In an age of digital empire, people will reflect on 2011 as the year in which physical public space reclaimed its lofty status in the public sphere. From Tahrir Square to Zuccotti Park, physical public space reminded us of its multiple ambitions and capabilities for accommodating consequential political activities as well as everyday leisurely pursuits. Put plainly, place still matters.
This course will focus on physical (corporeal, material, tangible) public space. Physical public space comes in many flavors: publicly owned parks, streets, and sidewalks, privately owned public spaces, privately managed public parks, and temporary spaces that appear and disappear within a parking spot, under a bridge, in a surface parking lot, or anywhere else. The production of public space simultaneously implicates and transcends technical decisions with regard to design, financing, and management considerations. Who should design such spaces? Should they be designed at all? Can the private sector participate in public space provision without a loss of “publicness”? Can theory inform or better inform practice? How much do democracy and equality depend on an ample availability of public space? How should success of a given public space be measured? Are there universals of public space that define it no matter where it is located?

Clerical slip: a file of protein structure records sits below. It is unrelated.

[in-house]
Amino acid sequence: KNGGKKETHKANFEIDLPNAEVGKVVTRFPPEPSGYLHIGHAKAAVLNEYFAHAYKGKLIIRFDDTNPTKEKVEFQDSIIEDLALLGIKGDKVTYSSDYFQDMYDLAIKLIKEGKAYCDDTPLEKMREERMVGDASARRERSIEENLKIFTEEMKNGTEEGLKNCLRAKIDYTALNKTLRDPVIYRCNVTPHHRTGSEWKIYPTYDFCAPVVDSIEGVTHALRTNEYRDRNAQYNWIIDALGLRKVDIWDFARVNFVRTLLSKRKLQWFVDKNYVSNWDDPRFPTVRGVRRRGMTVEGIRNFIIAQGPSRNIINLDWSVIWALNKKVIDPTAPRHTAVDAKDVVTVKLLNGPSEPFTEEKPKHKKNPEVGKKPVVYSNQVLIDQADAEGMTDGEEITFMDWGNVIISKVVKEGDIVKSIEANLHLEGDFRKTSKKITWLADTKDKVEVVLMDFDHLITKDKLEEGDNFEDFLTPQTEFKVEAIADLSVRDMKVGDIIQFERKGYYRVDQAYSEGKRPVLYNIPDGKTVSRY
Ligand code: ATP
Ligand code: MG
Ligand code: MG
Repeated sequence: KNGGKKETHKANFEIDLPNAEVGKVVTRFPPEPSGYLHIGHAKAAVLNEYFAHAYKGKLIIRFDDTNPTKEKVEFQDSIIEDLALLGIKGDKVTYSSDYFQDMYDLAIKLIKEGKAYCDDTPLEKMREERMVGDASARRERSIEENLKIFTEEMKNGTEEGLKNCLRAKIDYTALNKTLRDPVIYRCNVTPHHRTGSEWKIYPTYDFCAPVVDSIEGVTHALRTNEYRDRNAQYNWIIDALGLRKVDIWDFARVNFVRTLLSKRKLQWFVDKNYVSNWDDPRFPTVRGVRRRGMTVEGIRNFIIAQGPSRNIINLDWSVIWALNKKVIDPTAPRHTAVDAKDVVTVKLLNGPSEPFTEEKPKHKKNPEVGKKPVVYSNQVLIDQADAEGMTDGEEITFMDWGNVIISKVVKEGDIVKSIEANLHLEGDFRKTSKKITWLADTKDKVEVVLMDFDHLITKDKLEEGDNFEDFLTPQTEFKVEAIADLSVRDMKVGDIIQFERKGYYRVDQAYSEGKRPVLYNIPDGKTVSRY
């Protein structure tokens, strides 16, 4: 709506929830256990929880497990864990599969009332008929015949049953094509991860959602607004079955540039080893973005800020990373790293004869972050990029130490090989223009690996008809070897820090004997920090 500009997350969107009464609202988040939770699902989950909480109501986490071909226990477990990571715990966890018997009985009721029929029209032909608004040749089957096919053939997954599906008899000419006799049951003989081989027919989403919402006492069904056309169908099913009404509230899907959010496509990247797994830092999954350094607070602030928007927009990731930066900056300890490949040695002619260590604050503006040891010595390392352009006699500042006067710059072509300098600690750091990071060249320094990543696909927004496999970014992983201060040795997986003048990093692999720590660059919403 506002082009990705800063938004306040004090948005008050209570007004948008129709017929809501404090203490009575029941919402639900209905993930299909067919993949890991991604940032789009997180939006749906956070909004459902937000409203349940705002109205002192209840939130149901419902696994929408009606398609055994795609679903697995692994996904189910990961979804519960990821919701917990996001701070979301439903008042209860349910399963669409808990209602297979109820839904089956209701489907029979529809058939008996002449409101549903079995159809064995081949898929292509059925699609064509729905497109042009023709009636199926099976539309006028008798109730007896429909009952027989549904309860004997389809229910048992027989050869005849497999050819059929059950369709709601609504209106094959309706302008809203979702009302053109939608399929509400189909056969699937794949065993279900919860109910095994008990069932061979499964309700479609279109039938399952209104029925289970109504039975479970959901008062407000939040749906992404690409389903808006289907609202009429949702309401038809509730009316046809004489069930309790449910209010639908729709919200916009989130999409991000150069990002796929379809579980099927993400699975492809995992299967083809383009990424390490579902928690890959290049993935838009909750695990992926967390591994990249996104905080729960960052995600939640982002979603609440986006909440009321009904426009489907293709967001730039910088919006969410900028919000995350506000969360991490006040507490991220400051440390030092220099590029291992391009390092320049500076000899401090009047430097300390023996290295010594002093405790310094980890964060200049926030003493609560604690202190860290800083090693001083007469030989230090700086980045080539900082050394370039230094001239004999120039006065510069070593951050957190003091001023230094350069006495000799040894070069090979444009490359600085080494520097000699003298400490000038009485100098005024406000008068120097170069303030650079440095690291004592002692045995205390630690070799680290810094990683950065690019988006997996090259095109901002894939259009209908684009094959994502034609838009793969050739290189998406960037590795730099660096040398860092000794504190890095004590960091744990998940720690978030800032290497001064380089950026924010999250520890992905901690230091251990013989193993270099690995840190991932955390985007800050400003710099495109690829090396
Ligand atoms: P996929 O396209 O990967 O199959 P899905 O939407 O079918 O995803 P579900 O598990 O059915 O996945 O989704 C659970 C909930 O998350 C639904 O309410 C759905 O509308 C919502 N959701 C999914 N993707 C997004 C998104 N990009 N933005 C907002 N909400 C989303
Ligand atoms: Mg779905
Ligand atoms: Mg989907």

Part of the course will involve lectures with discussion to introduce students to the literature and practice of physical public space. Part of the course will involve group projects with field research documenting and analyzing selected categories of public space. The course will include completion of a term-long group or individual research project.